FIG. 15 illustrates a side perspective view of an exemplary embodiment of a position adjustment line holder 200 in position on a steering column 320 below the steering wheel 310. In this example, a position adjustment line holder 200 can be used by a patient who is suspended by a caregiver's helper lift 100 (see earlier Figures) in the passenger side of a vehicle. The helper lift 100 positions the patient near to the correct position, but the patient needs to be slid further into the vehicle. In order to accomplish this, it is much easier to pull the patient further into the vehicle before lowering them completely into place on the passenger seat than to have them attempt to push themselves sideways once they are sitting on the seat. The process is best accomplished using a position adjustment line holder 200 which is wrapped around the steering column 320 of the vehicle. The high friction side of the friction collar 220 is placed around the steering column and grips the steering column in order to keep the collar in place. The position adjustment line 210 attaches to the patient on one end, wraps around the steering column by passing through the plurality of slide rings 240 and over the low friction side of the collar 220. The patient (or caregiver) can then pull on the other end of the position adjustment line 210 and thereby pull the patient towards the steering column until he/she is properly positioned above the passenger seat. At that time, the patient can be lowered the remaining distance onto the seat and the harness attachment 260 can be detached from the patient's harness.

While particular embodiments have been described and disclosed in the present application, it is clear that any number of permutations, modifications, or embodiments may be made without departing from the spirit and the scope of this disclosure.

Particular terminology used when describing certain features or aspects of the embodiments should not be taken to imply that the terminology is being redefined herein to be restricted to any specific characteristics, features, or aspects with which that terminology is associated. In general, the terms used in the following claims should not be construed to be limited to the specific embodiments disclosed in the specification, unless the above Detailed Description section explicitly defines such terms. Accordingly, the actual scope of the claims encompasses not only the disclosed embodiments, but also all equivalent ways of practicing or implementing the claimed subject matter.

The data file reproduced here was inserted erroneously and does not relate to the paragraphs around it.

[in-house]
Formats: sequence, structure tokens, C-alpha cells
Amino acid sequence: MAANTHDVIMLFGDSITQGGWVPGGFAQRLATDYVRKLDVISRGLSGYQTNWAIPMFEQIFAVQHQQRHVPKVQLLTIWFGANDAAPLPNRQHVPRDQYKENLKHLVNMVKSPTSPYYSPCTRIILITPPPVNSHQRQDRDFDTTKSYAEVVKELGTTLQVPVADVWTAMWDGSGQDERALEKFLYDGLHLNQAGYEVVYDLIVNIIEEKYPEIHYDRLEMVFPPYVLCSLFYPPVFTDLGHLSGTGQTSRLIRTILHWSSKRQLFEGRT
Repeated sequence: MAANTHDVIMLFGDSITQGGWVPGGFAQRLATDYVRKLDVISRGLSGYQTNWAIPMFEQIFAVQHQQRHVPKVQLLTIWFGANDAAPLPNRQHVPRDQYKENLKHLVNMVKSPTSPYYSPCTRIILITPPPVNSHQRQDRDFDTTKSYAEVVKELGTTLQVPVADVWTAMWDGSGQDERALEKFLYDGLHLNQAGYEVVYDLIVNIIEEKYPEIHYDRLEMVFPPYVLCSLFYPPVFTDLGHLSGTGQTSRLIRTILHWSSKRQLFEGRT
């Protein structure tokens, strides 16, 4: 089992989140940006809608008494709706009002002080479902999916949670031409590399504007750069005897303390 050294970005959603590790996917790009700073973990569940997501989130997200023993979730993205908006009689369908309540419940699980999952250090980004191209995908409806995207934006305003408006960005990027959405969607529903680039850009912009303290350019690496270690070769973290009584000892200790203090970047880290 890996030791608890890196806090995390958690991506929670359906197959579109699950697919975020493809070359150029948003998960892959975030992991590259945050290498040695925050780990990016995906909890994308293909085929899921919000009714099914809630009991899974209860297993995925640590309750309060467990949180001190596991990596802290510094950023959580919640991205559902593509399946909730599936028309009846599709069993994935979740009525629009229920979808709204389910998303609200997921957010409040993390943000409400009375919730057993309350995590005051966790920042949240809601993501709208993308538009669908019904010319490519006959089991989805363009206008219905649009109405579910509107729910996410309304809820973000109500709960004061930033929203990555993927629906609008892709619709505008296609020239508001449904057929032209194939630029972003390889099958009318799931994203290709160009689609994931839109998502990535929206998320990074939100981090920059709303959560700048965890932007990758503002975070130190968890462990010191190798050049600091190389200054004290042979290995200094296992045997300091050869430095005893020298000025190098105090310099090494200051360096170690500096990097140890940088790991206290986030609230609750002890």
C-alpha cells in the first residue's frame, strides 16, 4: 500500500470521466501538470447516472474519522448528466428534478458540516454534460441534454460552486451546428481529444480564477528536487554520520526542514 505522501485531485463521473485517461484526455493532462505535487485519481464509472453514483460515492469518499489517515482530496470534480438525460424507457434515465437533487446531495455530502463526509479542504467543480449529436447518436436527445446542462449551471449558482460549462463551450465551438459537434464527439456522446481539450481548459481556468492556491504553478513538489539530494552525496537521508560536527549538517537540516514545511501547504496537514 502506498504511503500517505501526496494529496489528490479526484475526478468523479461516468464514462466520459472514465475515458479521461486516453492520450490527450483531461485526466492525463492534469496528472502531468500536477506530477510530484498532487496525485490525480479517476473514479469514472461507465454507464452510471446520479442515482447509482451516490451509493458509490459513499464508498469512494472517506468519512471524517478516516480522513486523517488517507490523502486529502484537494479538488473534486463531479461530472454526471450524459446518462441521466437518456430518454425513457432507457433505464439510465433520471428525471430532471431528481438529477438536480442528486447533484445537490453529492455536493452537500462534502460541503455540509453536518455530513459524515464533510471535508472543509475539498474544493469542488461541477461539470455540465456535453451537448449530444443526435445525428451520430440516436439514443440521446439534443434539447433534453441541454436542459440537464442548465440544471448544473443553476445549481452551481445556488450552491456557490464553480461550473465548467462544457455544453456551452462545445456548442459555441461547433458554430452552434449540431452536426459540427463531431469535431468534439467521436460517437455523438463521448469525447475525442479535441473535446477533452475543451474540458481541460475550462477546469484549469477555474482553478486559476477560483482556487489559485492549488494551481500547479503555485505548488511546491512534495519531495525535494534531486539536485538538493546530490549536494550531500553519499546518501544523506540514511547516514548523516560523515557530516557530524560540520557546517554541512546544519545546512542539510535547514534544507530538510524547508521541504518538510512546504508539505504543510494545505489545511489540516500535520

The above detailed description of the embodiments is not intended to be exhaustive or to limit the disclosure to the precise embodiment or form disclosed herein or to the particular fields of usage mentioned above. While specific embodiments and examples are described above for illustrative purposes, various equivalent modifications are possible within the scope of the disclosure, as those skilled in the relevant art will recognize Also, the teachings of the embodiments provided herein can be applied to other systems, not necessarily the system described above. The elements and acts of the various embodiments described above can be combined to provide further embodiments.

Any patents, applications and other references that may be listed in accompanying or subsequent filing papers, are incorporated herein by reference. Aspects of embodiments can be modified, if necessary, to employ the systems, functions, and concepts of the various references to provide yet further embodiments.

In light of the above “Detailed Description,” the Inventor may make changes to the disclosure. While the detailed description outlines possible embodiments and discloses the best mode contemplated, no matter how detailed the above appears in text, embodiments may be practiced in a myriad of ways. Thus, implementation details may vary considerably while still being encompassed by the spirit of the embodiments as disclosed by the inventor. As discussed herein, specific terminology used when describing certain features or aspects should not be taken to imply that the terminology is being redefined herein to be restricted to any specific characteristics, features, or aspects of the embodiments with which that terminology is associated.

While certain aspects are presented below in certain claim forms, the inventor contemplates the various aspects in any number of claim forms. Accordingly, the inventor reserves the right to add additional claims after filing the application to pursue such additional claim forms for other aspects.

The above specification, examples and data provide a description of the structure and use of exemplary implementations of the described systems, articles of manufacture and methods. It is important to note that many implementations can be made without departing from the spirit and scope of the disclosure.

Claims (20)

What is claimed is:
1. A caregiver's helper lift assembly, comprising:
a brace base extending generally horizontally wherein the brace base comprises a first extension receiver and a second extension receiver, and wherein the brace base is connected at a brace base proximal end to a power T upright;